9 Findings of 2006 Cochrane Review 88 comparisons from 72 studies dichotomous outcomes median adjusted risk difference of compliance with desired practice = 0.05 (IQR 0.03 to 0.11) Intensity of audit and feedback might also help to explain variation in the absolute effect (p = 0.04). Intensive(individual recipients) AND ((verbal format)OR (a supervisor or senior colleague as the source)) AND (moderate or prolonged feedback) Non-intensive ((group feedback) NOT (from a supervisor or senior colleague)) OR ((individual feedback) AND (writ-ten format) AND (containing information about costs or numbers of tests without personal incentives)) Moderately intensive(any other combination of characteristics than described in Intensive or Non-intensive group). Jamtvedt G et al. Cochrane Database of Systematic Reviews 2006, Issue 2. Art. No.: CD000259. DOI: 10.1002/14651858.CD000259.pub2.

10 Unclear how to do AF an unreliable approach to quality improvement until we learn how and when it works best Foy R. et al. BMC Health Services Research, 2005;5, 50.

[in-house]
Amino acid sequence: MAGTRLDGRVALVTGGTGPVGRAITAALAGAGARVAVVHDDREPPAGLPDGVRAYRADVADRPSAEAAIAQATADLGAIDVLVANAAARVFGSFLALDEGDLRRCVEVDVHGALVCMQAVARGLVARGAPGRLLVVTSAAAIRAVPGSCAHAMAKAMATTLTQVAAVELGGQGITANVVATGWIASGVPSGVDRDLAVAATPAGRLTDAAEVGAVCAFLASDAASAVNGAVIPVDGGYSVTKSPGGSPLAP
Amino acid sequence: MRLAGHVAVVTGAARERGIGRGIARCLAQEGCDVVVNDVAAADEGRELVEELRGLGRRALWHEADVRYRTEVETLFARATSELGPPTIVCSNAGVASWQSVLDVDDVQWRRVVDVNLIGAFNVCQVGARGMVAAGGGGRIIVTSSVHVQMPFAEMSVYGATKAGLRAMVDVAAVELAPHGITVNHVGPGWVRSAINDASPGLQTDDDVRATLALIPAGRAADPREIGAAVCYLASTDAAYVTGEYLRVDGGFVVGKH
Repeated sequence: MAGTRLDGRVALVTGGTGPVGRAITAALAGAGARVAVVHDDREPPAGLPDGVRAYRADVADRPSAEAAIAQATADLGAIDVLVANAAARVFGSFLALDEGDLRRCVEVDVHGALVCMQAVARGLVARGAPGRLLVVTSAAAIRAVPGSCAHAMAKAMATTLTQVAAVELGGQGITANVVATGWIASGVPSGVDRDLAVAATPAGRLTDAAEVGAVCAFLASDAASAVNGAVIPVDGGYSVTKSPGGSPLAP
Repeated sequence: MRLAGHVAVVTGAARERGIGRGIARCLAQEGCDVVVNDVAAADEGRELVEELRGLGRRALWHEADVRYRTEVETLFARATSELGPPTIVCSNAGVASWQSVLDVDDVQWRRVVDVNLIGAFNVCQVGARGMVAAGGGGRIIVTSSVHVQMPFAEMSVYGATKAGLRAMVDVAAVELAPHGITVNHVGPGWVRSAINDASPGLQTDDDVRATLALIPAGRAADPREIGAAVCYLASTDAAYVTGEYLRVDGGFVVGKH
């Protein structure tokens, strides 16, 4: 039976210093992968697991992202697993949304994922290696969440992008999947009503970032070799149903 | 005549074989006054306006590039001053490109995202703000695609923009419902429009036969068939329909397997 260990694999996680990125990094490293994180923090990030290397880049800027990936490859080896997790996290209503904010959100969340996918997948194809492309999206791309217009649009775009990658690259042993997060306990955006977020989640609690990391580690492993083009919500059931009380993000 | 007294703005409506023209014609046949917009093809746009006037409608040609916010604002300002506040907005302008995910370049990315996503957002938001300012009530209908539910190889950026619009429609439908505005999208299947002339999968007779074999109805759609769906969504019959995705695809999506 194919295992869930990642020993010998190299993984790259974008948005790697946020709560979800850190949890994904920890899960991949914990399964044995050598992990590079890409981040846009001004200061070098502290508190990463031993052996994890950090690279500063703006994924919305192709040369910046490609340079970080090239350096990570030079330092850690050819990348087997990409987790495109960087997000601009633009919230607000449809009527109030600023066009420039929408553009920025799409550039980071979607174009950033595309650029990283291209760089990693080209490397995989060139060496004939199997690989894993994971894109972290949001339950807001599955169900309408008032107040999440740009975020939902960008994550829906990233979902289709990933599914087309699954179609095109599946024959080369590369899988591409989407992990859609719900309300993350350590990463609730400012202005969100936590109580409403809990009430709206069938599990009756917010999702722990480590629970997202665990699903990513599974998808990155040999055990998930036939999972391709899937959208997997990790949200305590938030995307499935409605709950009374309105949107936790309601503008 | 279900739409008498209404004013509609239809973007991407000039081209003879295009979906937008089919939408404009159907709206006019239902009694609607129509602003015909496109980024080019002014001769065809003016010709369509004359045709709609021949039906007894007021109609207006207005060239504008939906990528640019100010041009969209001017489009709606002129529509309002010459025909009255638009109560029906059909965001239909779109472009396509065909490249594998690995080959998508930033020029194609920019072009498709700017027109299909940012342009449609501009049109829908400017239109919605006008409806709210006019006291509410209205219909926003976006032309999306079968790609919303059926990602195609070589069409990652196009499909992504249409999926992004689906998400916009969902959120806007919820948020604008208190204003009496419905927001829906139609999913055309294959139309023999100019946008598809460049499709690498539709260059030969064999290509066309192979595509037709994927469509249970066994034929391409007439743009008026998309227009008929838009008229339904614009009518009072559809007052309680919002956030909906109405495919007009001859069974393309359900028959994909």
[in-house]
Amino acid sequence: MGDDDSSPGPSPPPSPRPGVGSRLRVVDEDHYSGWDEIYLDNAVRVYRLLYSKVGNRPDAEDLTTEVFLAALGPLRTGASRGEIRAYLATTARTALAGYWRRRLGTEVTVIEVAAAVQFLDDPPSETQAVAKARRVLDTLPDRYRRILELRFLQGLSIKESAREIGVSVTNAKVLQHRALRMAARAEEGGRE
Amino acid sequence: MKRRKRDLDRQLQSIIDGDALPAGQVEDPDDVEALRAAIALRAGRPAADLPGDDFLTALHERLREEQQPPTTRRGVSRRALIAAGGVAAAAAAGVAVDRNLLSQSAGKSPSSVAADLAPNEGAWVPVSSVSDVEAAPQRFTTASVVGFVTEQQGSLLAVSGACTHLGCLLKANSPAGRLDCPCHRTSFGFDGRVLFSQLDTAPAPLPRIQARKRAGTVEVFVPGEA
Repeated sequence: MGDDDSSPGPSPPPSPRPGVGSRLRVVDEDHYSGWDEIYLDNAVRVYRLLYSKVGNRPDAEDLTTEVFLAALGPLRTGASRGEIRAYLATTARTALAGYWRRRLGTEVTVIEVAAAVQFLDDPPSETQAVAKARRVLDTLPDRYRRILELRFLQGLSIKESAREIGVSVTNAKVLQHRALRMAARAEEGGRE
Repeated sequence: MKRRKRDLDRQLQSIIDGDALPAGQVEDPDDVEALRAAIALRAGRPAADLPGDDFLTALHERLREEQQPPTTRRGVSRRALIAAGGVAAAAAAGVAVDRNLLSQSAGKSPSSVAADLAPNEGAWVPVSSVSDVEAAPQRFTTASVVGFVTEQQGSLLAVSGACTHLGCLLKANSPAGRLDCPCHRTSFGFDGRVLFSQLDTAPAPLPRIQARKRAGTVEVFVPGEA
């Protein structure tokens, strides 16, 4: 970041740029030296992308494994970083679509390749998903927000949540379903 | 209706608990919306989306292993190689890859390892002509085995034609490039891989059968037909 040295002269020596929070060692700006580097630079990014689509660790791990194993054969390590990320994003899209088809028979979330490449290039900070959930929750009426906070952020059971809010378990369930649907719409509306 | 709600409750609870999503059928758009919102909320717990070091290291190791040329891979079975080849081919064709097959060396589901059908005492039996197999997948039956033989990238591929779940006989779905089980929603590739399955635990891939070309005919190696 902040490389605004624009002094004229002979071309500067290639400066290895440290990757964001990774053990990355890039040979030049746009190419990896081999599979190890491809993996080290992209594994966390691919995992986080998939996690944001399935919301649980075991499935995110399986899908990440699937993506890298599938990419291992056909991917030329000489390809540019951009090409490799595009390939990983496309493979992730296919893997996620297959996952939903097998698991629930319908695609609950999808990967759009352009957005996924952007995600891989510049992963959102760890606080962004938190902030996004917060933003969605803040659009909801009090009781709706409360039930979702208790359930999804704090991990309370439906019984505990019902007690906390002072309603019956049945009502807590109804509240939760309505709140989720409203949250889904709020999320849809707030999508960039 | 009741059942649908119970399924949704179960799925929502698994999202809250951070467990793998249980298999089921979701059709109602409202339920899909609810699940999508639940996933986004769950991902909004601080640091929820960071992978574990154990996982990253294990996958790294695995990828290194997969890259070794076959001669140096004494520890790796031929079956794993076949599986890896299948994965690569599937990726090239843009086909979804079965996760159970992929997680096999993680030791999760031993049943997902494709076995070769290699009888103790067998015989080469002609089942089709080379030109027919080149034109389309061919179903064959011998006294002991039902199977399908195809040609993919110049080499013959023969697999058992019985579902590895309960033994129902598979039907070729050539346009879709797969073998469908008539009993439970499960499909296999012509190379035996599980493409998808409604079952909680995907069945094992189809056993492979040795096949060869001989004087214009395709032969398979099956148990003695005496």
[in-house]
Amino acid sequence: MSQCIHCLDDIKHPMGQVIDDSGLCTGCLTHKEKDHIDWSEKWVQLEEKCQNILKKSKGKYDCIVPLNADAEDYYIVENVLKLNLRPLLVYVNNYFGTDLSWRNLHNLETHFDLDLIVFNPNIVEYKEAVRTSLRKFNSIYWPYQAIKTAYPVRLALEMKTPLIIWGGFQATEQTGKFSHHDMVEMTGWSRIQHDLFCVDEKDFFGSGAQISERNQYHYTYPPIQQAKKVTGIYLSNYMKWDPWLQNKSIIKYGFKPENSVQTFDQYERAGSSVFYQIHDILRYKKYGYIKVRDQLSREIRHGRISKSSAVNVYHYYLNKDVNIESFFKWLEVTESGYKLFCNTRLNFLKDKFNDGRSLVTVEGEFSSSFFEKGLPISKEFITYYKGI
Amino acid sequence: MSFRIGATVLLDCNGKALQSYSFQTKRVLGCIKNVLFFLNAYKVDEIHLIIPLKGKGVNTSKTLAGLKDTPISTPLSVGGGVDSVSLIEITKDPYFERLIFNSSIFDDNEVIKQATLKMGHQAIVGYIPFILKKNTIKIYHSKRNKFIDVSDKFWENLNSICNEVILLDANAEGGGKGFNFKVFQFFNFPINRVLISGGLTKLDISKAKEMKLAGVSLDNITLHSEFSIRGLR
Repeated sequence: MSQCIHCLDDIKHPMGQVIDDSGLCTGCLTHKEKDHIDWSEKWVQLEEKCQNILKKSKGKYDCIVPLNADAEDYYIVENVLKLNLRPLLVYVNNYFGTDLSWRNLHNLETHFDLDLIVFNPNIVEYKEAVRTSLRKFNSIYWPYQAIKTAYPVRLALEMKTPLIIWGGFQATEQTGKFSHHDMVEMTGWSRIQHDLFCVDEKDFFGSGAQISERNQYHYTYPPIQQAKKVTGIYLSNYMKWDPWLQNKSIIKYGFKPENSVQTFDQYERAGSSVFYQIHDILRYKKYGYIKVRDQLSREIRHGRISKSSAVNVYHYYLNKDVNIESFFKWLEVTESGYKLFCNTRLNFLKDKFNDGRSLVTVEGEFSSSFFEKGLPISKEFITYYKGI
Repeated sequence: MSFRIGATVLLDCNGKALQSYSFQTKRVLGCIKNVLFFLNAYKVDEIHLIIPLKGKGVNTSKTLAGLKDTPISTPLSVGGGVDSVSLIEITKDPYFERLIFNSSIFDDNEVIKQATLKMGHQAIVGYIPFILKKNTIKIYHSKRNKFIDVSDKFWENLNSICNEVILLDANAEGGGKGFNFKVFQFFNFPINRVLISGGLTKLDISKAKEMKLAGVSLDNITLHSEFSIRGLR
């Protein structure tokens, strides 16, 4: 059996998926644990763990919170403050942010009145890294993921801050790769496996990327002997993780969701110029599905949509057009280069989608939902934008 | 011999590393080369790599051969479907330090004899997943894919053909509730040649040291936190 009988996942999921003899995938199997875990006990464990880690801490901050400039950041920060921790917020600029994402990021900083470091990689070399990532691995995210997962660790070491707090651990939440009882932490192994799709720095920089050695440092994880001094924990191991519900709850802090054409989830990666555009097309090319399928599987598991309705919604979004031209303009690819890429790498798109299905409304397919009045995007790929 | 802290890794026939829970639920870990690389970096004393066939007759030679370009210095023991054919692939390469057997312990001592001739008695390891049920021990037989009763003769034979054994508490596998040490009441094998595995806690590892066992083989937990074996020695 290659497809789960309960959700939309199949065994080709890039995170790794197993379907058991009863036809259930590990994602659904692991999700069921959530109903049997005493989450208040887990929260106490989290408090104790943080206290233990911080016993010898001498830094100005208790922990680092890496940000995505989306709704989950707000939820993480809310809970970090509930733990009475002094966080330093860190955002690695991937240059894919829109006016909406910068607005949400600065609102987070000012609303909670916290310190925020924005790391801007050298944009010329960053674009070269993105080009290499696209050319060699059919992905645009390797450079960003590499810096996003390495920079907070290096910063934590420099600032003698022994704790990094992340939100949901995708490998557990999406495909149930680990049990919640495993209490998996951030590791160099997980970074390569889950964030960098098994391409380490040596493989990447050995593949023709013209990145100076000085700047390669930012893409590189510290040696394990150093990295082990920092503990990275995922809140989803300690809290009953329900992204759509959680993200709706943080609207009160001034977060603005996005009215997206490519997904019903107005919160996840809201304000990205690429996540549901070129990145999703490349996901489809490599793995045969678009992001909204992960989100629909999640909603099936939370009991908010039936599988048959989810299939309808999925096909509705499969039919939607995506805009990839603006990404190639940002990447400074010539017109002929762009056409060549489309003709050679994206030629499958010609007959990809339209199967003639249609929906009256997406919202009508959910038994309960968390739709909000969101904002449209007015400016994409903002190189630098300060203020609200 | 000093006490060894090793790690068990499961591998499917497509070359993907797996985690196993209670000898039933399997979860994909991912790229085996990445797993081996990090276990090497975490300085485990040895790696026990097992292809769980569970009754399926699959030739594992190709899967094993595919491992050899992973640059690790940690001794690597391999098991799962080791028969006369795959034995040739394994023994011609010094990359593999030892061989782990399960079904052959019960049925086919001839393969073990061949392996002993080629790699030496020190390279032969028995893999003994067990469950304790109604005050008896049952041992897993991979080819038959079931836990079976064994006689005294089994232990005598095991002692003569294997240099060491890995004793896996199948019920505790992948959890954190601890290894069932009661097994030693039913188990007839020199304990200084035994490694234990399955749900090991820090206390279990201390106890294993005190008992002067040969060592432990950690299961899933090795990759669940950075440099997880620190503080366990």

11 2012 Update: Changes in Review Methodology ANALYSIS OF HETEROGENEITY Meta-regression Format (verbal; written; both; unclear) Source (supervisor or senior colleague; review organization or employer; investigators; unclear) Frequency (weekly; monthly; less than monthly; one-time) Instruction for improvement (explicit goal; action plan; both; neither) Direction of change required (increase behaviour; decrease; mix/unclear) Recipient (physician; other health professional) Baseline performance (continuous) Risk of bias (high; unclear; low) Plus exploratory analyses: Targeted behaviour (prescribing; test ordering; dm/cvd)